Software development productivity
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The Rational Unified Process® and UML

The Rational Unified Process, commonly known as RUP®, is probably the most widely used process for software development.  Its origins go back to the late 1960s when Ivar Jacobson devised a process for software development while working on telephone switching systems at Ericsson in his native Sweden. The process was subsequently published as Objectory by Objectory AB, a company founded by Jacobson in 1987.  Objectory AB was acquired by Rational Software in 1995 and version 4.0 was published as the Rational Objectory Process®.  This version added iterative development to the basic method.

Rational, via the efforts of the three leading methodologists Grady Booch, Ivar Jacobson and Jim Rumbaugh, were simultaneously developing the Unified Modelling Language (UML), later to be donated to the Object Management Group (OMG) who released an extended version as a standard in 1997.  Rational amended its Objectory Process so that it became a process for the application of UML and launched it as the Rational Unified Process version 5.0 in 1998.  RUP and UML are therefore closely linked. UML is a global standard.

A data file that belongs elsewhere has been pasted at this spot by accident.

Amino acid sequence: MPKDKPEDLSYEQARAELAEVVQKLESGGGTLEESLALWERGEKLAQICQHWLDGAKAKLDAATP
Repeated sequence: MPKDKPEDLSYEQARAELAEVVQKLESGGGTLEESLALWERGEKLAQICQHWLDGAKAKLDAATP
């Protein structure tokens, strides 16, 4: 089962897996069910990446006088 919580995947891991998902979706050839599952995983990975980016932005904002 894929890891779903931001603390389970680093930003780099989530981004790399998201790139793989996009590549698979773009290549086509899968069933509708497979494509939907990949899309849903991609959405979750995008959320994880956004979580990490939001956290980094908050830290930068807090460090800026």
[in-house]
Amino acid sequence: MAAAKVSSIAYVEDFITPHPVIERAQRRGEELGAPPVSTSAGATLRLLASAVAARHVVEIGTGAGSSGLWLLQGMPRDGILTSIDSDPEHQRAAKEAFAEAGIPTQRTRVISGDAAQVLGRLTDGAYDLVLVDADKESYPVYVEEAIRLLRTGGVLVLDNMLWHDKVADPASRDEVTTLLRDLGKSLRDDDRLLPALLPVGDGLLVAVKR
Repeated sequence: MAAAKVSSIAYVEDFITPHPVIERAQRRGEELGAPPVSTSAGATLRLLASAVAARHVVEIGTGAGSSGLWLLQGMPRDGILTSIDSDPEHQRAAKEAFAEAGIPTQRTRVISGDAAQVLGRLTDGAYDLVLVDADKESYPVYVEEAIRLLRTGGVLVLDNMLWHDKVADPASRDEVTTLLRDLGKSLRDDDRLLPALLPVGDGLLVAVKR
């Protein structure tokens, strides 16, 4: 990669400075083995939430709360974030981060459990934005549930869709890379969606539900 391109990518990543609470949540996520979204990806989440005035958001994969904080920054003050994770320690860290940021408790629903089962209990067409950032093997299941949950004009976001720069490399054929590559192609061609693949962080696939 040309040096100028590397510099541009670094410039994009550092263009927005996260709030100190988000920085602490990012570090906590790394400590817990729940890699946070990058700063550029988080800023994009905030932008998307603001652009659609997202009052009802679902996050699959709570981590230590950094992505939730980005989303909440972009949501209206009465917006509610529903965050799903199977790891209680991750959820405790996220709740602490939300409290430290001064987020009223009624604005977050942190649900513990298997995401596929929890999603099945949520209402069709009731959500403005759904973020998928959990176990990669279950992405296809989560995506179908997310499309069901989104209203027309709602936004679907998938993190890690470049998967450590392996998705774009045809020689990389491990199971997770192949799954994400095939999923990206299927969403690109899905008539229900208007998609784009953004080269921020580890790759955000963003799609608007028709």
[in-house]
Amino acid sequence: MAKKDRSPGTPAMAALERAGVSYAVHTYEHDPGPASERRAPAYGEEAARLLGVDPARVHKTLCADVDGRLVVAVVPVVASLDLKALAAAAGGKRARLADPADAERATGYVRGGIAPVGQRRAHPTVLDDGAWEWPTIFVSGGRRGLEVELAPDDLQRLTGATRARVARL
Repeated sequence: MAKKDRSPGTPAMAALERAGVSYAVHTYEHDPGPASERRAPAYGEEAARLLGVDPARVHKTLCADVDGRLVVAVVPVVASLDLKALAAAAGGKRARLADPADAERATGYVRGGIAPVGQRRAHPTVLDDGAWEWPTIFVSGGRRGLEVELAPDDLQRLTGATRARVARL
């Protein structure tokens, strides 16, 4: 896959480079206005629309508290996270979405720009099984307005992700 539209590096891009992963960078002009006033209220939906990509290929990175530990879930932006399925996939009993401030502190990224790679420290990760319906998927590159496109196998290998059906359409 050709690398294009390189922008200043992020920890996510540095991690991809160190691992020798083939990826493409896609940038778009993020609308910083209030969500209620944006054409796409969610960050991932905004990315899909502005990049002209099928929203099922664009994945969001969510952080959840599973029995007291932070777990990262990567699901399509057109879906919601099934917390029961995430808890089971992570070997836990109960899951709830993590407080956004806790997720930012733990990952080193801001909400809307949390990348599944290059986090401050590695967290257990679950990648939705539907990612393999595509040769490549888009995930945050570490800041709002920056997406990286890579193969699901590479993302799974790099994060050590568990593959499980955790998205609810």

More recently (October 2005), IBM announced that it was donating a basic subset of RUP to the Eclipse open source foundation.

RUP phases

RUP is a detailed and extensive generic process. It has often been accused of being too "heavyweight" for many projects, but this an unjust assessment. As the process is designed to be scalable, suitable for software projects of almost all sizes and types, it cannot be used straight from the box. It is designed to be tailored - both for individual organisations and project types - and needs specialist expertise to implement it. The RUP implementer must not only be a skilled practitioner but must also have skills in adapting the process to the needs of a target organisation and its projects.

fcsl have been implementing RUP since it was first introduced - the very first implementation for a client began in July 1998, the same month that RUP was launched. Our specialists are not only among the best in their field but have contributed to the content of both RUP and UML.

The benefits of implementing RUP can be substantial but the implementation itself can be challenging; using our well-tested and proven methods, you can eliminate risk and be confident of a successful outcome.

© fcsl 2006